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Workplace bullying

Everyone is entitled to feel safe at work and for those who don’t, unions are there for you. Photo: Getty Images
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For some workers, every day at work can be full of fear. It only takes one other person to make the workplace hell.

Take the case of Melbourne’s Brodie Panlock, a 19-year-old with the world at her feet.

She endured a year of abhorrent bullying while working at a Hawthorn cafe where three male co-workers tormented and belittled her.

The teen was held down, teased about a suicide attempt, drenched in chocolate sauce, had fish oil poured in her bag, was spat upon and regularly told she was worthless.

Panlock later ended her own life.

Five years later, in 2011, laws were enshrined to outlaw serious bullying punishable by up to 10 years in jail.

The Victorian government called the anti-bullying legislation Brodie’s Law.

For some workers, every day at work can be full of fear. Photo: Getty

Every year, hundreds of Australians report cases of workplace bullying. It occurs across a range of industries, to a wide variety of workers.

Workplace bullying can take many forms: Shouting, threats, teasing or humiliation, being excluded or ganged up on, physical or emotional abuse, making unreasonable demands, deliberately making someone feel uncomfortable or excessive surveillance or micromanagement.

Understandably, this kind of vile behaviour can have debilitating effects.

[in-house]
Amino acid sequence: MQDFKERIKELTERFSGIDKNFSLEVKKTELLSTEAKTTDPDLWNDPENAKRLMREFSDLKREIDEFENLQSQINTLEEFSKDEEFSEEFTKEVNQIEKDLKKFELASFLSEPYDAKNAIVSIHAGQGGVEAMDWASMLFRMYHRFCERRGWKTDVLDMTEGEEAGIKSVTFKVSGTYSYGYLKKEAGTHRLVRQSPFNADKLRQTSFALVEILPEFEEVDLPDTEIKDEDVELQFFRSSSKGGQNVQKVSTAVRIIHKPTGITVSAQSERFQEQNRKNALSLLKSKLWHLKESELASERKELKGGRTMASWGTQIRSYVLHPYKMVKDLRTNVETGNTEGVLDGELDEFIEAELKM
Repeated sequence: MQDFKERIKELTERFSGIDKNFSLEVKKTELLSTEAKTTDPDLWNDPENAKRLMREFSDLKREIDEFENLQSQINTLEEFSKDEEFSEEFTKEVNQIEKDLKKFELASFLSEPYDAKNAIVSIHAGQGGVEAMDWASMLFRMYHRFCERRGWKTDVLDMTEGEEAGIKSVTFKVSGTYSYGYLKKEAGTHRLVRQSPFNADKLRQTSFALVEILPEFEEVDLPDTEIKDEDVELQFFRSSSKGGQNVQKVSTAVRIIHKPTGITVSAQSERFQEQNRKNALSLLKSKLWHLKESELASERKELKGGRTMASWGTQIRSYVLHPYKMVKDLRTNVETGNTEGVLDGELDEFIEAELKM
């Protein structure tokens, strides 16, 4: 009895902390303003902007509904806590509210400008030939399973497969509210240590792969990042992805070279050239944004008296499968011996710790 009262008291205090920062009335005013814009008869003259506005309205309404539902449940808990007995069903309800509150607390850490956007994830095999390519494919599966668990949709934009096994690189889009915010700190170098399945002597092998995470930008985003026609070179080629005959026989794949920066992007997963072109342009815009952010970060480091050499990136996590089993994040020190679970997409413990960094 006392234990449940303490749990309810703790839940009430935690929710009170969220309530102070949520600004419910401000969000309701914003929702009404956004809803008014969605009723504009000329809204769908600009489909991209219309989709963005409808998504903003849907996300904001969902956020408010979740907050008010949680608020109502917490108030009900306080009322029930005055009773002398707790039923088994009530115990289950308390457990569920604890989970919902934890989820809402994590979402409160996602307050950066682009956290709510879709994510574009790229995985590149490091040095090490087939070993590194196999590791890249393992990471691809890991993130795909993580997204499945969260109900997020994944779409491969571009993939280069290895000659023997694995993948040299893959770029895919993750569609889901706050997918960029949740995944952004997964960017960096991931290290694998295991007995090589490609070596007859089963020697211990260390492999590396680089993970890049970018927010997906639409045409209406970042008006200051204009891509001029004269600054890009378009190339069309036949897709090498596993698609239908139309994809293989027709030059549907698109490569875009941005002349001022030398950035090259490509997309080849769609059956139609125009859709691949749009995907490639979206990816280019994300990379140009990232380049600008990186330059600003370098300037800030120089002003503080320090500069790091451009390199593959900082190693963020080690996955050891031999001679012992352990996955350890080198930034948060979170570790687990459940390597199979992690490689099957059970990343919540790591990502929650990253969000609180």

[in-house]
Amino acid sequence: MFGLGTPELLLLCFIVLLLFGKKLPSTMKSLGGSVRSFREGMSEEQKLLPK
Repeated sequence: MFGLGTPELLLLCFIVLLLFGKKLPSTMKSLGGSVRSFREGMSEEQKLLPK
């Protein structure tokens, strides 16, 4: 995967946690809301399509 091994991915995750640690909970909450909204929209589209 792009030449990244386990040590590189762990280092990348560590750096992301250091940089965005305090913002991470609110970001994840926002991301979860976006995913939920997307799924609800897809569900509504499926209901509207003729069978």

Anyone at the receiving end can experience mental health issues, such as depression and anxiety, and physical issues, such as sleep loss and weight loss.

Everyone is entitled to feel safe at work and for those who don’t, unions are there for you.

Australian Unions will stand with you and stand up to bullies – whether they work with you on the shop floor or call the shots from the bosses office.

Workplace bullying can take many forms and can have debilitating effects. Photo: Getty

If you suspect you are being bullied, make a record of each interaction detailing the time, place, people involved, what was said and how it made you feel.

Recording instances of bullying can be used as evidence at a later stage, whether at mediation meetings or in court.

You should also tell someone such as a trusted colleague, union delegate or your Health and Safety representative.

If you feel confident and safe doing so, approach the bully and tell them their behaviour is unacceptable.

Many won’t feel comfortable taking this step, so the next best thing is to make an internal complaint to your manager, union delegate or your Health and Safety representative.

You can also make an external complaint, which is advisable for those who may have experienced bullying at the hands of someone in a management position.

Take your concerns to your union and if you need help finding the most appropriate union, contact the Australian Unions Support Centre.

If bullying can’t be resolved at the workplace, an application may be made for a stop bullying order at the Fair Work Commission.

If you feel your life is in danger, don’t hesitate to dial 000.

Don’t endure workplace bullying. Speak out.